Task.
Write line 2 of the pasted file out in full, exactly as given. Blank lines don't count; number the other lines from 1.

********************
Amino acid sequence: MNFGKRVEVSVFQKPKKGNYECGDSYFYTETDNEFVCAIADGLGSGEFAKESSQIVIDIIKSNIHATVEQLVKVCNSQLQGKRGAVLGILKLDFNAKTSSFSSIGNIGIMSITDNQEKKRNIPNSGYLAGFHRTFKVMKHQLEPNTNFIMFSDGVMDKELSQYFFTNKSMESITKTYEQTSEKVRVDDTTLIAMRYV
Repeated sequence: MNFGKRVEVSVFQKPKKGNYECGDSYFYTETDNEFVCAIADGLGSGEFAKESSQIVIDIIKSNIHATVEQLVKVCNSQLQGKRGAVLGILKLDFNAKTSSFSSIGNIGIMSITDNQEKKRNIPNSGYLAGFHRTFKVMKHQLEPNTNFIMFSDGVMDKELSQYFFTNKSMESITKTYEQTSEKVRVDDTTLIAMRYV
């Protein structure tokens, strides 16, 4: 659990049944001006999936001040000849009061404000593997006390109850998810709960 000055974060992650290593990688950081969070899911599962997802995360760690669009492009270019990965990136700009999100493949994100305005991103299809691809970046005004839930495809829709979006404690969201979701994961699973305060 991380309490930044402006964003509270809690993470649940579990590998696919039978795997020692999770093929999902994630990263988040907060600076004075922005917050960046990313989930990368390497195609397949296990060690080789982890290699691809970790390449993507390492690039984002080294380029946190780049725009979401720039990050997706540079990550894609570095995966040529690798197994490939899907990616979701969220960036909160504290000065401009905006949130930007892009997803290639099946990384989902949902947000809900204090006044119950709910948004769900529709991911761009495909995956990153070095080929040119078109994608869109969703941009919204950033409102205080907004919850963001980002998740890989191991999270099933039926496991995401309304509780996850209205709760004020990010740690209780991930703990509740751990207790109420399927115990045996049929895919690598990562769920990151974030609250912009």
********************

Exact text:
Repeated sequence: MNFGKRVEVSVFQKPKKGNYECGDSYFYTETDNEFVCAIADGLGSGEFAKESSQIVIDIIKSNIHATVEQLVKVCNSQLQGKRGAVLGILKLDFNAKTSSFSSIGNIGIMSITDNQEKKRNIPNSGYLAGFHRTFKVMKHQLEPNTNFIMFSDGVMDKELSQYFFTNKSMESITKTYEQTSEKVRVDDTTLIAMRYV